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Author Topic: Negative Voltage Regulator  (Read 2009 times)

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Offline jsmokerTopic starter

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Negative Voltage Regulator
« on: March 25, 2009, 11:57:39 AM »
I'm currently working on a graduate research project.  Our university electronics store has once again failed to update their inventory and are STILL out of +5V voltage regulators.  They do, however, have a -5V.  Is there any harm with just connecting a microprocessor so that -5V is on the Vss pin and the 0V is on the Vcc?  It's just a 5V potential right?

Thanks

PS  I know I can go to RadioShack, but it's not across the street like the university store is, and I would have to submit a reimbursement request instead of using a university account.

Offline MrWizard

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Re: Negative Voltage Regulator
« Reply #1 on: March 25, 2009, 04:59:44 PM »
It is not the same....better cycle to Radio Shack....

Offline householdutensils

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Re: Negative Voltage Regulator
« Reply #2 on: March 25, 2009, 05:39:32 PM »
You could use a -5v Regulator with a cmos hex inverter to get a +5v. That's how I designed my H-Brige, used inverters to get me a +5v and -5v pulse train for each pair of transistors (And the corresponding amps).

Edit: Actually...I'm not sure if you can use a -5v input on the cmos chip, can anyone confirm this?

Edit 2: Better yet, use Soeren's idea xD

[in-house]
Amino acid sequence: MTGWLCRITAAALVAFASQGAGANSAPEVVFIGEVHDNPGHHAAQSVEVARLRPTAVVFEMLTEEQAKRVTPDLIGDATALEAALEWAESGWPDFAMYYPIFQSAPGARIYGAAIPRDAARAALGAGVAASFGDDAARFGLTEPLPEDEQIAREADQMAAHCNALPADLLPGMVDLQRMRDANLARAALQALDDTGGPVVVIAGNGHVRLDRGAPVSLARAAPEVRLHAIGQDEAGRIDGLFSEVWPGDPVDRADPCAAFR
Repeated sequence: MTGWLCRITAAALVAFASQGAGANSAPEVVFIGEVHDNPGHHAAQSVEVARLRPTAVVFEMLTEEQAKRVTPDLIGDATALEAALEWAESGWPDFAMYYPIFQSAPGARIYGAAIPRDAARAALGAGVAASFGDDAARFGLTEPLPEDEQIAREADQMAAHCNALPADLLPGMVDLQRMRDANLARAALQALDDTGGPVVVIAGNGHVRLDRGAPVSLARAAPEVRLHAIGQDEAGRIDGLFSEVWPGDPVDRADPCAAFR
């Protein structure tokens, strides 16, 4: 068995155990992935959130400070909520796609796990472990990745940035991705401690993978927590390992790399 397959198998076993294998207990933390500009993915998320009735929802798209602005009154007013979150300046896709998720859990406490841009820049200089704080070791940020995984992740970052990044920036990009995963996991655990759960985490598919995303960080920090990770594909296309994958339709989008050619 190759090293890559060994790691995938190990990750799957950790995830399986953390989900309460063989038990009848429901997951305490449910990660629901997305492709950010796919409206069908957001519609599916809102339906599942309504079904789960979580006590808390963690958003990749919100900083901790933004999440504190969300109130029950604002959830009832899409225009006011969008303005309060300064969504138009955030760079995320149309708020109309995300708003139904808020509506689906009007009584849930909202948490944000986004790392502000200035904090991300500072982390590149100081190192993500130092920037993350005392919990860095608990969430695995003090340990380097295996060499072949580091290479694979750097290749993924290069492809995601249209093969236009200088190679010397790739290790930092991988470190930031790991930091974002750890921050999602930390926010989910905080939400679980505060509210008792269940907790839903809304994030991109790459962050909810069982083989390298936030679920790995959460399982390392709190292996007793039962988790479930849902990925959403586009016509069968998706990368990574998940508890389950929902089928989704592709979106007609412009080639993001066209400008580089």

« Last Edit: March 25, 2009, 05:43:41 PM by householdutensils »

Offline Soeren

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Re: Negative Voltage Regulator
« Reply #3 on: March 25, 2009, 05:42:01 PM »
Hi,

Our university electronics store has once again failed to update their inventory and are STILL out of +5V voltage regulators. 
Shit happens, squeeze it and make lemonade... Err... What I meant to say was... Don't they have LM317 variable regulators or similar?


They do, however, have a -5V.  Is there any harm with just connecting a microprocessor so that -5V is on the Vss pin and the 0V is on the Vcc?  It's just a 5V potential right?
You are right... potentially.

As long as you connects the -5V to "circuit ground" and the 0V to "circuit +5V" you're good to go, IF you remember throughout the entire supply line that supply ground is positive.
An entirely possible task that you probably will blow anyway, in a stressful moment a short time before your submission is due.


PS  I know I can go to RadioShack, but it's not across the street like the university store is, and I would have to submit a reimbursement request instead of using a university account.